Mathieu: Hi, I’m Mathieu Rompré from the Communications team at Blakes, and I’m here with my colleague Peggy Moss.
Hi, welcome to the Continuity
We’ve all been reading a lot about COVID-19 and have felt the impact on just about everything, from public health to politics to the complicated dynamics of working from home.
So much to think about. On Continuity
, we’re narrowing the focus. We will look at how Canadian businesses and their leaders are coping with the legal hurdles and driving forward in complicated times. And we’ll talk to the lawyers helping them — wait for it, continue and succeed.
But first, a cautionary note: this podcast does not constitute legal advice. You can call or email us for that. Second, in case you are wondering what you are getting yourselves into, here’s our commitment to you: we’ll keep it practical, we’ll stay business-focused because that’s what we know and what we do best, and we we’ll be candid, not alarmist.
And here is your part: if we miss the mark, please let us know. Email or call us to remind us of the terms of this contract.
So, wash your hands, grab your ginger shooter and pump up the volume, we are about to kick things off with our first topic of the Blakes Continuity Podcast: Employment and Labour in the Time of COVID-19.
We’re joined by Daryl Cukierman, a Partner in our Employment & Labour group in Ontario. Daryl, I know you and the rest of the team have been really busy lately. Could you tell us about some of the most common questions you get from employers?
Sure, and thanks for having me join today. We have been seeing a wide range of issues as this is in a very fluid and unprecedented environment. I would say that the most notable issues have been:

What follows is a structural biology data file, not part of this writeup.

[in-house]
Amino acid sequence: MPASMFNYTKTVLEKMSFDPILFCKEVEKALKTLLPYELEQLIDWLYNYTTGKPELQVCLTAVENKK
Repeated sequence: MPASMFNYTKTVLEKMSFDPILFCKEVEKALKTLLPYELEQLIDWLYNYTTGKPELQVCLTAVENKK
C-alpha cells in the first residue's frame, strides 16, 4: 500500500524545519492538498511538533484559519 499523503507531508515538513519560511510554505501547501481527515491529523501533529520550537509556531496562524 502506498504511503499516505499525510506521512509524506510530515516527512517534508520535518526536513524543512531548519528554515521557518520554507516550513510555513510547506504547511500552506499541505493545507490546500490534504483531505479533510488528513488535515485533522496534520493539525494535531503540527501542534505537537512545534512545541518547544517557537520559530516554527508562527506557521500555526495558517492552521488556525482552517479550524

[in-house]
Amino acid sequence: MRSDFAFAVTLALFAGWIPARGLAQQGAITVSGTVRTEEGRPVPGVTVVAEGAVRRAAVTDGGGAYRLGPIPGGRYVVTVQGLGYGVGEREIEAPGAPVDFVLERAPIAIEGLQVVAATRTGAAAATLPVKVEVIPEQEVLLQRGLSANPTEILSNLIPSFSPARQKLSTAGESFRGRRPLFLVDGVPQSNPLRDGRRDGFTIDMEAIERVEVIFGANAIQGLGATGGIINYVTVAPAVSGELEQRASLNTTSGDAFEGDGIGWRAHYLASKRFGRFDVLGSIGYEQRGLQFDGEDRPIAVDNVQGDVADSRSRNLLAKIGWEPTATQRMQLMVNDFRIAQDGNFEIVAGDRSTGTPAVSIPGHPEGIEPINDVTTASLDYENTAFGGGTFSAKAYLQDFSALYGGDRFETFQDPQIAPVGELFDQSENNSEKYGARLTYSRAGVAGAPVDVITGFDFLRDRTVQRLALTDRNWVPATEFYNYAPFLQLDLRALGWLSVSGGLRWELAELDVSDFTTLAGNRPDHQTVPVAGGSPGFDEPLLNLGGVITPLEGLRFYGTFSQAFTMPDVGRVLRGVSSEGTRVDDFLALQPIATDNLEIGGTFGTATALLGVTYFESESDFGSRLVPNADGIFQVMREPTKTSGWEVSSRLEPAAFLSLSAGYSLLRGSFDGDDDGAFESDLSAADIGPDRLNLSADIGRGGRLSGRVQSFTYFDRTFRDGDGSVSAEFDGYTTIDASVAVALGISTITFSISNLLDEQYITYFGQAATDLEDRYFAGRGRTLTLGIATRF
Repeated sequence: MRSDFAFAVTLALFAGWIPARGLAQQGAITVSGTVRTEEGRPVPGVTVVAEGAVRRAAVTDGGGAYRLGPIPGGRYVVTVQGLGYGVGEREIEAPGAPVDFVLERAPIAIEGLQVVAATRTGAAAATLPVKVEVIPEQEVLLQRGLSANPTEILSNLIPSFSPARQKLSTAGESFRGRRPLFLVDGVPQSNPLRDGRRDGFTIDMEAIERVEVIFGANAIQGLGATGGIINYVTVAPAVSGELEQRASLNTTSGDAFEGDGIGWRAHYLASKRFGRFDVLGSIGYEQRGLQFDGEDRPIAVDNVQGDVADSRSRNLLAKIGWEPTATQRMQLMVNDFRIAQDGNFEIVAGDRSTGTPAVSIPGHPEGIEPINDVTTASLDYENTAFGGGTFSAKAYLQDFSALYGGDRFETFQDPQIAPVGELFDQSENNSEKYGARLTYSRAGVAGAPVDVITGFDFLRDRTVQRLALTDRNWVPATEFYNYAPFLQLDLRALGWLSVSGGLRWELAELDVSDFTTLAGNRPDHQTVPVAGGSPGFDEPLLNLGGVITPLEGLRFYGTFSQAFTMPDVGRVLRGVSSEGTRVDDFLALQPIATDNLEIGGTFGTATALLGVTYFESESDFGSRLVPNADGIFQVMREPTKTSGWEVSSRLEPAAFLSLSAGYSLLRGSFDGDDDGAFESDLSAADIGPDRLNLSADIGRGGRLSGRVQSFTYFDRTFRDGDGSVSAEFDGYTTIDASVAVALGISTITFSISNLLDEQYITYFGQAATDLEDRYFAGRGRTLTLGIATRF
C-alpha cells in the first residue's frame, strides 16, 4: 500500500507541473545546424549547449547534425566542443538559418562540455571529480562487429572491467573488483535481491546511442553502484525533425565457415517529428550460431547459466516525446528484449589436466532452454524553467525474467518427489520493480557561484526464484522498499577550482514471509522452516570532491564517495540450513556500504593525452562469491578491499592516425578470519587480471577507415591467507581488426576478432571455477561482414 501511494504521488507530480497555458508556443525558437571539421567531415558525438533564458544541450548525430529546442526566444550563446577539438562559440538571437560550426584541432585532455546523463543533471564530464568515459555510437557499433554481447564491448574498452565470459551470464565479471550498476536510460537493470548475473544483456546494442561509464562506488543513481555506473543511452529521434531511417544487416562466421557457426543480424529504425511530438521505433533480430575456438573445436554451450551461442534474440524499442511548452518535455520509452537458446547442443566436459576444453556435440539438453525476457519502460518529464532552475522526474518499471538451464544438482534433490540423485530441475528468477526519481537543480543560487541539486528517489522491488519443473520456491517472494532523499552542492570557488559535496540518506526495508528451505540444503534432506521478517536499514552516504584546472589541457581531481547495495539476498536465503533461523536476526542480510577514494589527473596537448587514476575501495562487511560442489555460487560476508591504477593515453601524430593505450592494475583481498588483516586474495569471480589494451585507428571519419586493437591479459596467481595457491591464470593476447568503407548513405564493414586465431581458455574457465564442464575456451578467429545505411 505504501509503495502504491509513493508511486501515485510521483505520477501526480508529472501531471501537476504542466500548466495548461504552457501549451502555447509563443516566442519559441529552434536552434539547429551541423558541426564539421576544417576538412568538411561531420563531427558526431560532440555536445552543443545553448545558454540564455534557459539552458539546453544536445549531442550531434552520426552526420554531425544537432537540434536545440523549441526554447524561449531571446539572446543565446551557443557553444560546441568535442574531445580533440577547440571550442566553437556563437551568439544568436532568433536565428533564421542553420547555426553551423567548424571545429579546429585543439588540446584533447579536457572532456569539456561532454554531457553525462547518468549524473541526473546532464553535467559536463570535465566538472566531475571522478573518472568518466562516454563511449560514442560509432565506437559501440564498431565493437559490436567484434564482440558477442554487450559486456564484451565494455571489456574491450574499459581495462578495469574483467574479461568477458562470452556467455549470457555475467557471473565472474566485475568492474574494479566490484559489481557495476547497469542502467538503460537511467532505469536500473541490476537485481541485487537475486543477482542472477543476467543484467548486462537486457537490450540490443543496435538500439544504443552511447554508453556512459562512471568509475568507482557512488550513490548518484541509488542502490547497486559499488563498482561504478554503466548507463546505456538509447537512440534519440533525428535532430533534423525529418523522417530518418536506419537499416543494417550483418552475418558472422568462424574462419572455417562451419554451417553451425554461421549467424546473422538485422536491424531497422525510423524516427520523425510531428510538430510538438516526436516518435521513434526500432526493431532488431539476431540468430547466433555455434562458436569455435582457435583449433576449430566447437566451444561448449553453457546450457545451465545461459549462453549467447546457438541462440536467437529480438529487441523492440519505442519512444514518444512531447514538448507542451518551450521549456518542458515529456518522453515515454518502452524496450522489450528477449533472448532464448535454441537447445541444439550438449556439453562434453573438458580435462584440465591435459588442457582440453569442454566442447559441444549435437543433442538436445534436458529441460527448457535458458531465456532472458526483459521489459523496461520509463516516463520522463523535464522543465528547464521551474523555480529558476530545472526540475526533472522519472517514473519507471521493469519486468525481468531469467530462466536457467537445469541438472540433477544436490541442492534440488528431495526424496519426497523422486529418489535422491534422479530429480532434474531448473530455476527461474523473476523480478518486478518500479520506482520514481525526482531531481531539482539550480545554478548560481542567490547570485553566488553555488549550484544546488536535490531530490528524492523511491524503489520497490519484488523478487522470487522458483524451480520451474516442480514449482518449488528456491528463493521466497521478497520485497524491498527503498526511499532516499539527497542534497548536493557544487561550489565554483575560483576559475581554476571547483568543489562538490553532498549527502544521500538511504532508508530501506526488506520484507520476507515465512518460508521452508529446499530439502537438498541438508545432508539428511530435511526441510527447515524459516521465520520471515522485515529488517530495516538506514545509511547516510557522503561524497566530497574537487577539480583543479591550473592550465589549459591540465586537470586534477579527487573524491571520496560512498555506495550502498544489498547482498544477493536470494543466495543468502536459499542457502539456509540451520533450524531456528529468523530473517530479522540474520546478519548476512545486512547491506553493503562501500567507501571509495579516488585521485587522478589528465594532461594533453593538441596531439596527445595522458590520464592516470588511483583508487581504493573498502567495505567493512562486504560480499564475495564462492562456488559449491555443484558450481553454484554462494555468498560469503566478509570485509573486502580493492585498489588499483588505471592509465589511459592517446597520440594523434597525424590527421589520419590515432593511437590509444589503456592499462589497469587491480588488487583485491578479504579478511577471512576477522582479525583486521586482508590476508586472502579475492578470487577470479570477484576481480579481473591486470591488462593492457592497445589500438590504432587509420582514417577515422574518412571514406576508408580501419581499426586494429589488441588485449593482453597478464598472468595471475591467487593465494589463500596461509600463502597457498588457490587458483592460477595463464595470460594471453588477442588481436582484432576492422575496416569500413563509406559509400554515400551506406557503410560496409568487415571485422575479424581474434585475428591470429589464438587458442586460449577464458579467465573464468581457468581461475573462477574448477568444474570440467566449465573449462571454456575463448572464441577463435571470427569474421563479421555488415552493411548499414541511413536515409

- Whether to pay employees who have been unable to work due to COVID-19-related reasons, including those on self-quarantine. On that point, each case must be considered on its own facts, but generally, if the employee’s absence has been at the request of the employer, for example, a request for self-quarantine mandated by the employer following a return from a trip abroad, then it’s more likely the employer will be prepared to pay for such absence.
- I would say occupational health and safety considerations has been a very big piece, and in this case, namely ensuring that the employer is taking all reasonable precautions in the circumstances for the protection of its workers, being proactive and vigilant with health and safety walls ― so, put the employer in a good position in responding to any formal work refusals by employees.
- And more recently, determining if a client falls within an essential service or essential workplace in Ontario so as to allow it to remain open during this period. On that point, in Ontario under the Essential Workplace Declaration, tele-working and online commerce are certainly permitted at all times for all businesses and the rest of the list that has been put forward by the Ontario government has generally been viewed as being quite broad. But there are, of course, clearly many businesses that may not remain open during this time, and we have been working with clients to assess this list for their particular set of circumstances.
Daryl, when we’re talking about those employers who have stayed open, what are the biggest concerns you’re hearing from HR directors and others who are trying to figure out how to keep working in this environment?
I’d say the biggest item that we’re dealing with and hearing about is on the occupational health and safety front, certainly one of the biggest items would be on that front.
As I mentioned earlier, employers should be taking all reasonable precautions in the circumstances for the protection of their workers. Now, this is codified as a general requirement in the Ontario Occupational Health and Safety Act